Commercial Farmers' Union of Zimbabwe

Commercial Farmers' Union of Zimbabwe

***The views expressed in the articles published on this website DO NOT necessarily express the views of the Commercial Farmers' Union.***

Diplomatic immunity claim in land-grab case

Diplomatic immunity claim in land-grab case

Govt won’t take challenge from three farmers lying down
Apr 23, 2011 3:06 PM | By VLADIMIR MZACA

The Zimbabwean government says it hopes the South African High Court will 
take into consideration its diplomatic immunity in a case involving the 
government and three commercial farmers.

The farmers, all victims of President Robert Mugabe’s land grab, have taken 
on the Zimbabwe government with the help of South African lobby group 

Zimbabwe argues that South African courts have to take into consideration 
that they do not have jurisdiction to register a Southern African 
Development Community (SADC) ruling, on the basis of sovereignty, and in 
terms of the Foreign States Immunity Act (Fisa).

Fisa is a law that establishes the limitations of whether a sovereign nation 
can be sued in a foreign court.

It also establishes procedures for the attachment of property against a 
foreign state.

Zimbabwe’s legal team, led by Patric Mtshaulana, said they would not take 
the ruling lying down if it is not in their favour.

The farmers – Louis Fick, Richard Etheredge and Michael Campbell, who died 
recently – took their fight to the Zimbabwean government with the help of 
Afriforum, which in its press statement said it wanted to show that Mugabe 
was not untouchable.

“The Mugabes of the world have to realise that justice will prevail, even 
though this might happen in another country,” said Afriforum in a statement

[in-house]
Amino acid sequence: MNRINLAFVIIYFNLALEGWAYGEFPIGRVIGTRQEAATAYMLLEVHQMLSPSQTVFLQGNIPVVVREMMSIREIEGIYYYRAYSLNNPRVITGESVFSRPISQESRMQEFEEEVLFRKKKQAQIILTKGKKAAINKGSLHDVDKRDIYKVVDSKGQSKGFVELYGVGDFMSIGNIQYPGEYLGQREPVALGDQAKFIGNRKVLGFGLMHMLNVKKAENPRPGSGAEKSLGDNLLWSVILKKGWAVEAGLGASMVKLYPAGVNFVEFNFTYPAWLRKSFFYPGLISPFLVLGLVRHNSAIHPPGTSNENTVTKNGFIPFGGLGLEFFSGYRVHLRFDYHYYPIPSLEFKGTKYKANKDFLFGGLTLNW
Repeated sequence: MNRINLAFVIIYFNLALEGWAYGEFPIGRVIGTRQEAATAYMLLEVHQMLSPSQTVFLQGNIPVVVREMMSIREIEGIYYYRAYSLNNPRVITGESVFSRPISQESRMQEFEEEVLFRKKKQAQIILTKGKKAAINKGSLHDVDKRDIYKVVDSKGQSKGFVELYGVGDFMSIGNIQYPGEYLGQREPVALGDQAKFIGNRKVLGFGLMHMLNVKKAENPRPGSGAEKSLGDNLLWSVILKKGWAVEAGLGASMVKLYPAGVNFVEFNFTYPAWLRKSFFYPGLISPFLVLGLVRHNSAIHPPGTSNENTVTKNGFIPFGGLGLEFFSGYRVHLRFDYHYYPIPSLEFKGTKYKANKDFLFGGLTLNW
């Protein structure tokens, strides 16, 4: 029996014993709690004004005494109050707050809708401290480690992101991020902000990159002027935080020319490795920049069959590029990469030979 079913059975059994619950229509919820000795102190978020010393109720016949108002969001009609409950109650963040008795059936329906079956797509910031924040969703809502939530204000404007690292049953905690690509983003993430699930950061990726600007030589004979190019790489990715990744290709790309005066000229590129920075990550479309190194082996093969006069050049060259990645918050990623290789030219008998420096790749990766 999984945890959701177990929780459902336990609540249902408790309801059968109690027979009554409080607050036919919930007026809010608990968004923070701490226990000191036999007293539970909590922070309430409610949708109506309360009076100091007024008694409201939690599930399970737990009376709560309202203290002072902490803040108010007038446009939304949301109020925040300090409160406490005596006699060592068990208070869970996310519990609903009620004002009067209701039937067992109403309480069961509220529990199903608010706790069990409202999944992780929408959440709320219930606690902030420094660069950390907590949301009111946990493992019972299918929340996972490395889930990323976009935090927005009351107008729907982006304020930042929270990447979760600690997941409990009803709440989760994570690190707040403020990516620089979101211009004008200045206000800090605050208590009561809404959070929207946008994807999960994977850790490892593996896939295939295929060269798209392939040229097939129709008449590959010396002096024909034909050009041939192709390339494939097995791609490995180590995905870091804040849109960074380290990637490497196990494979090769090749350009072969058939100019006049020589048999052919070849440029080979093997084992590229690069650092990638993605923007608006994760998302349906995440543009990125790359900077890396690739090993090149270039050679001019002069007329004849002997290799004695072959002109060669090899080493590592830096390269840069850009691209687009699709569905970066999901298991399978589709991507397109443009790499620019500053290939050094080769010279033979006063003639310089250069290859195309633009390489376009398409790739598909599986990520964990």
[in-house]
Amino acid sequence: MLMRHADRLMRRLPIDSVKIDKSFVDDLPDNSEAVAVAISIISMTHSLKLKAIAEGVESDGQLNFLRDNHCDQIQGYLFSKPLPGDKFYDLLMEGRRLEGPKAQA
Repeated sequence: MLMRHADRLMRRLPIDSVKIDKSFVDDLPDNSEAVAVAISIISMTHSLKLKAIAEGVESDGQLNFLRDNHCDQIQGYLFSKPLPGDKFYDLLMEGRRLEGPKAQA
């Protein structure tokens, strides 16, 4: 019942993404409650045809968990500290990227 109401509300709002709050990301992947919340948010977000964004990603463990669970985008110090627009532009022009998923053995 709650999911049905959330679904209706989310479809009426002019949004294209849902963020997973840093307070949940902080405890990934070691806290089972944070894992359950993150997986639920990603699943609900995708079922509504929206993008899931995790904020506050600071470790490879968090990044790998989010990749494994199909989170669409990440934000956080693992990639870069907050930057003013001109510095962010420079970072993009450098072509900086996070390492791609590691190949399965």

by its chief executive, Kallie Kriel.

The ruling in the case is expected in the next three weeks and if the 
farmers get the go-ahead it would set a precedent for anyone of South 
African origin with a valid case against the chaotic land reform in 

“The rulings will open doors for all those who have been robbed by Mugabe’s 
government,” Kriel added.

Zimbabwean farmer Harry Hales said if the farmers received compensation it 
would be a landmark victory for all commercial farmers who were displaced 
and persecuted.

“Justice should prevail thanks to the SADC tribunal. A lot of productive 
farmers were affected by the land invasions and they continue to suffer at 
the hands of Zanu-PF,” he said.

If this legal action goes ahead it won’t be the first time Zimbabwe lost a 
court case in South Africa.

A few years ago German development bank KFW Bankengruppe seized seven 
properties around South Africa after the Zimbabwean-government failed to 
settle a multimillion- dollar loan.

In 2002, government-run iron giant Ziscosteel failed to pay back a bank loan 
and the bank seized properties and put them up for auction.


Killer poacher jailed 18 years

Killer poacher jailed 18 years   3/7/2019 The Chronicle Mashudu Netsianda, Senior Court Reporter A POACHER who ganged up with a colleague and fatally attacked a

Read More »

New Posts: